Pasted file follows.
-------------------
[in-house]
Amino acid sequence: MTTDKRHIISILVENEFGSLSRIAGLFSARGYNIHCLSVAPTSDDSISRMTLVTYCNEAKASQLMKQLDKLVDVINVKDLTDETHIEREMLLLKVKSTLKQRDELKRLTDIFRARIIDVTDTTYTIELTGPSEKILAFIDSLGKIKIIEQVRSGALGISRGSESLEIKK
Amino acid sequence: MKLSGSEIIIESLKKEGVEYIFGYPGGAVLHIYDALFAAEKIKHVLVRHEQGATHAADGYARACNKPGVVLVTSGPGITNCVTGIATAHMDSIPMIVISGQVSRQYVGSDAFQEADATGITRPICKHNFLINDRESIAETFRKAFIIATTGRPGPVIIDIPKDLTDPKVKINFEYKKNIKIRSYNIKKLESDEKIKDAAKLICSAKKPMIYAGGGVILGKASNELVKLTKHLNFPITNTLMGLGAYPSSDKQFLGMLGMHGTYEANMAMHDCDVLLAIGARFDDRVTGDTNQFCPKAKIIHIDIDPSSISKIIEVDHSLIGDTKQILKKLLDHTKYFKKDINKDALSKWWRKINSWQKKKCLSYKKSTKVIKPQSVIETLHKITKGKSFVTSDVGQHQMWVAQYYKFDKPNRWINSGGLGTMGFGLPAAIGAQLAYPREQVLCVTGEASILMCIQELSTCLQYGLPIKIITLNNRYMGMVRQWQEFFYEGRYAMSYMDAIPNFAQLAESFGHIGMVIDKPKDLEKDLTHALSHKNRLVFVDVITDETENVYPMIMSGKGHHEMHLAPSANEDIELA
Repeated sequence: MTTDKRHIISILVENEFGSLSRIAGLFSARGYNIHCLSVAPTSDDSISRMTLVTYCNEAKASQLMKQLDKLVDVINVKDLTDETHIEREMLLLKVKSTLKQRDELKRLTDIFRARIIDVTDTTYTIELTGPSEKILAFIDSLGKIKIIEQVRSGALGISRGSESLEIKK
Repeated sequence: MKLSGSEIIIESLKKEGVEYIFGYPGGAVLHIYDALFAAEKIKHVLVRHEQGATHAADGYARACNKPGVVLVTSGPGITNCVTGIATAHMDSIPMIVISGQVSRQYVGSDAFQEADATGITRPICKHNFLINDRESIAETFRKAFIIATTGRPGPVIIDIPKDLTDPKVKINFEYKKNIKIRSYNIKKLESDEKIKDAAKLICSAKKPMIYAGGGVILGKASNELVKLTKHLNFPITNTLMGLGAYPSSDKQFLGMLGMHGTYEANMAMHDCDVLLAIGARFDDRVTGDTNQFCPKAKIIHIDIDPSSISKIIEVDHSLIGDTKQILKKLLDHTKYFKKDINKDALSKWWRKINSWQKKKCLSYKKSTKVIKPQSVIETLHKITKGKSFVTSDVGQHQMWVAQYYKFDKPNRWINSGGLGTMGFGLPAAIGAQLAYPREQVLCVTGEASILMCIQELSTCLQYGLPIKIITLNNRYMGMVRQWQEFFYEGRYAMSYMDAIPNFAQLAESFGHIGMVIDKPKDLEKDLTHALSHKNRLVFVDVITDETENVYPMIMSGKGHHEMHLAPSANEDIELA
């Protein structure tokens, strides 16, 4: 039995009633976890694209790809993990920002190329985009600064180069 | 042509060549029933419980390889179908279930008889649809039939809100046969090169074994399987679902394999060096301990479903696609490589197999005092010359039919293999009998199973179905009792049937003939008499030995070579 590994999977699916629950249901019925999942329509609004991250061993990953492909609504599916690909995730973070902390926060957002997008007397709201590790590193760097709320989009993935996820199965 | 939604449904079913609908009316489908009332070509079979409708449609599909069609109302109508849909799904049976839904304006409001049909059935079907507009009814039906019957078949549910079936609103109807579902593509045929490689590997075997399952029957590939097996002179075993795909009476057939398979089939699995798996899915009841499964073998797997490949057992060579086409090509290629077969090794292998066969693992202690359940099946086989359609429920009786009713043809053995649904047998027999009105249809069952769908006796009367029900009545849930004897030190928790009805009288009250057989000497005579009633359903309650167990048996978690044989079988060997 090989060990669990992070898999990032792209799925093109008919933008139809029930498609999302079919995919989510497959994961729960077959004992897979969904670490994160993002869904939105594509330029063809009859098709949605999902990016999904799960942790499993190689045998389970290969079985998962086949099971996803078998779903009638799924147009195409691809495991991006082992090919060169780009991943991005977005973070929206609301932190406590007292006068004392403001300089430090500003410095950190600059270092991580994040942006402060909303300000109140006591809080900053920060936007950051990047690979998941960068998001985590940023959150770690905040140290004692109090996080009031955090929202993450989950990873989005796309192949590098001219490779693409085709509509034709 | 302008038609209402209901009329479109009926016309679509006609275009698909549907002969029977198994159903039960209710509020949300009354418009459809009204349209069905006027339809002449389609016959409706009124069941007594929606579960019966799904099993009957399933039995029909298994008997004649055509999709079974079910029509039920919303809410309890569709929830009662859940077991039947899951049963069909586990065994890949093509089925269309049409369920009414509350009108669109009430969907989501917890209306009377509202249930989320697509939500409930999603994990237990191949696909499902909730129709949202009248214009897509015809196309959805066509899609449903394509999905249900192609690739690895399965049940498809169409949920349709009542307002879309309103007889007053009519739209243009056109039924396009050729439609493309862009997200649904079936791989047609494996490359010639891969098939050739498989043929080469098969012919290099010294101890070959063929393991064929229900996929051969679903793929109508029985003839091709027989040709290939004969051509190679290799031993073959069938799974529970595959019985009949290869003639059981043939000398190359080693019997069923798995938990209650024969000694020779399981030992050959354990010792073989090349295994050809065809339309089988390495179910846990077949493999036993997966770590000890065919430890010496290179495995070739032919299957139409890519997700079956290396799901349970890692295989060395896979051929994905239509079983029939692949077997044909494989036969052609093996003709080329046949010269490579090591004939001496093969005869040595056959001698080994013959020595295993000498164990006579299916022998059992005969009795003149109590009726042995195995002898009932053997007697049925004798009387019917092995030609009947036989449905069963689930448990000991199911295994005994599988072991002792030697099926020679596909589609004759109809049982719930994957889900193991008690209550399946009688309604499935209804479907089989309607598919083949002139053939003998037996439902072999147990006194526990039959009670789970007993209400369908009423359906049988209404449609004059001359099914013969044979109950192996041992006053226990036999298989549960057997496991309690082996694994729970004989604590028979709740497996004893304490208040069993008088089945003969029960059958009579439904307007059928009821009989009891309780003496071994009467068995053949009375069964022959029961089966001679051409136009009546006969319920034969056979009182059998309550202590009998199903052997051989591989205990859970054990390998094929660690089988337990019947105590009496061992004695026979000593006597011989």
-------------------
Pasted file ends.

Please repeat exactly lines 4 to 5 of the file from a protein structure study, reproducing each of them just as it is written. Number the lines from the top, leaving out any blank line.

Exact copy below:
Repeated sequence: MTTDKRHIISILVENEFGSLSRIAGLFSARGYNIHCLSVAPTSDDSISRMTLVTYCNEAKASQLMKQLDKLVDVINVKDLTDETHIEREMLLLKVKSTLKQRDELKRLTDIFRARIIDVTDTTYTIELTGPSEKILAFIDSLGKIKIIEQVRSGALGISRGSESLEIKK
Repeated sequence: MKLSGSEIIIESLKKEGVEYIFGYPGGAVLHIYDALFAAEKIKHVLVRHEQGATHAADGYARACNKPGVVLVTSGPGITNCVTGIATAHMDSIPMIVISGQVSRQYVGSDAFQEADATGITRPICKHNFLINDRESIAETFRKAFIIATTGRPGPVIIDIPKDLTDPKVKINFEYKKNIKIRSYNIKKLESDEKIKDAAKLICSAKKPMIYAGGGVILGKASNELVKLTKHLNFPITNTLMGLGAYPSSDKQFLGMLGMHGTYEANMAMHDCDVLLAIGARFDDRVTGDTNQFCPKAKIIHIDIDPSSISKIIEVDHSLIGDTKQILKKLLDHTKYFKKDINKDALSKWWRKINSWQKKKCLSYKKSTKVIKPQSVIETLHKITKGKSFVTSDVGQHQMWVAQYYKFDKPNRWINSGGLGTMGFGLPAAIGAQLAYPREQVLCVTGEASILMCIQELSTCLQYGLPIKIITLNNRYMGMVRQWQEFFYEGRYAMSYMDAIPNFAQLAESFGHIGMVIDKPKDLEKDLTHALSHKNRLVFVDVITDETENVYPMIMSGKGHHEMHLAPSANEDIELA